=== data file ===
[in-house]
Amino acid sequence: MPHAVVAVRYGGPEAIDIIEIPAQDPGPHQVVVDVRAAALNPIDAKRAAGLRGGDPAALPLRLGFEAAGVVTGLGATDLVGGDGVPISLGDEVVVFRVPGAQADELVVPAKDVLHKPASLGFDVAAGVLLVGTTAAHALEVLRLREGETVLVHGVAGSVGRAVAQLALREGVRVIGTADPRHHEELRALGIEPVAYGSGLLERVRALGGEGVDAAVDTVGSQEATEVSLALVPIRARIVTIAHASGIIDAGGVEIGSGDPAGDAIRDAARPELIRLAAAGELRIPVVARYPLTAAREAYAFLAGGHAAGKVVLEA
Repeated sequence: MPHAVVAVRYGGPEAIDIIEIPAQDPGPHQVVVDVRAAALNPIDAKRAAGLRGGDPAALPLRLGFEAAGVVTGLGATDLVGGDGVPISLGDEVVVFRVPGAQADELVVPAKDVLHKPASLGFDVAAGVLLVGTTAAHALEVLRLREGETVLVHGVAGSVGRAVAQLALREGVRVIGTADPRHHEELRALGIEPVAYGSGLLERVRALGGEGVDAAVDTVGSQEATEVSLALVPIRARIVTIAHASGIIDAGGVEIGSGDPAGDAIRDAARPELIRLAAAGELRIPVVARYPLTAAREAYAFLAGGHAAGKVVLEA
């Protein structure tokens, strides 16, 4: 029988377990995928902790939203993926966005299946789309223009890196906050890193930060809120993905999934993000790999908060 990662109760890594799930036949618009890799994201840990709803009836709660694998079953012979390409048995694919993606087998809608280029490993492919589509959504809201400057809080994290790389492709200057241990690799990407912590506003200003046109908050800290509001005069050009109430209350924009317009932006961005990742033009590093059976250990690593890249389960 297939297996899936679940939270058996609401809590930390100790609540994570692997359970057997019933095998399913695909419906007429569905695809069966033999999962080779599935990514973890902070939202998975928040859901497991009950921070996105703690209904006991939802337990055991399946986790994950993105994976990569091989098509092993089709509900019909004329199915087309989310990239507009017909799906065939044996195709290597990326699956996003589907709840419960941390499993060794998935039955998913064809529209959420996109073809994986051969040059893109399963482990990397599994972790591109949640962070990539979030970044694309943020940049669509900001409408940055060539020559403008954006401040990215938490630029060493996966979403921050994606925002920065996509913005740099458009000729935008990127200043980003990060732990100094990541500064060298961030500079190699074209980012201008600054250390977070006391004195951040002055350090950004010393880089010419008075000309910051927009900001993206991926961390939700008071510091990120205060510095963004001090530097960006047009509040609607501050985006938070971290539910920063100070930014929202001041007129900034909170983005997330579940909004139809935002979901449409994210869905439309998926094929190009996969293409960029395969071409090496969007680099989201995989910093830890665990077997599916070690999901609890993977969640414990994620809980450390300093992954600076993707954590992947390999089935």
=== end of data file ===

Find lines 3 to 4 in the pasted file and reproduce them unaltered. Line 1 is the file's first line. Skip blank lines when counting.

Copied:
Repeated sequence: MPHAVVAVRYGGPEAIDIIEIPAQDPGPHQVVVDVRAAALNPIDAKRAAGLRGGDPAALPLRLGFEAAGVVTGLGATDLVGGDGVPISLGDEVVVFRVPGAQADELVVPAKDVLHKPASLGFDVAAGVLLVGTTAAHALEVLRLREGETVLVHGVAGSVGRAVAQLALREGVRVIGTADPRHHEELRALGIEPVAYGSGLLERVRALGGEGVDAAVDTVGSQEATEVSLALVPIRARIVTIAHASGIIDAGGVEIGSGDPAGDAIRDAARPELIRLAAAGELRIPVVARYPLTAAREAYAFLAGGHAAGKVVLEA
């Protein structure tokens, strides 16, 4: 029988377990995928902790939203993926966005299946789309223009890196906050890193930060809120993905999934993000790999908060 990662109760890594799930036949618009890799994201840990709803009836709660694998079953012979390409048995694919993606087998809608280029490993492919589509959504809201400057809080994290790389492709200057241990690799990407912590506003200003046109908050800290509001005069050009109430209350924009317009932006961005990742033009590093059976250990690593890249389960 297939297996899936679940939270058996609401809590930390100790609540994570692997359970057997019933095998399913695909419906007429569905695809069966033999999962080779599935990514973890902070939202998975928040859901497991009950921070996105703690209904006991939802337990055991399946986790994950993105994976990569091989098509092993089709509900019909004329199915087309989310990239507009017909799906065939044996195709290597990326699956996003589907709840419960941390499993060794998935039955998913064809529209959420996109073809994986051969040059893109399963482990990397599994972790591109949640962070990539979030970044694309943020940049669509900001409408940055060539020559403008954006401040990215938490630029060493996966979403921050994606925002920065996509913005740099458009000729935008990127200043980003990060732990100094990541500064060298961030500079190699074209980012201008600054250390977070006391004195951040002055350090950004010393880089010419008075000309910051927009900001993206991926961390939700008071510091990120205060510095963004001090530097960006047009509040609607501050985006938070971290539910920063100070930014929202001041007129900034909170983005997330579940909004139809935002979901449409994210869905439309998926094929190009996969293409960029395969071409090496969007680099989201995989910093830890665990077997599916070690999901609890993977969640414990994620809980450390300093992954600076993707954590992947390999089935």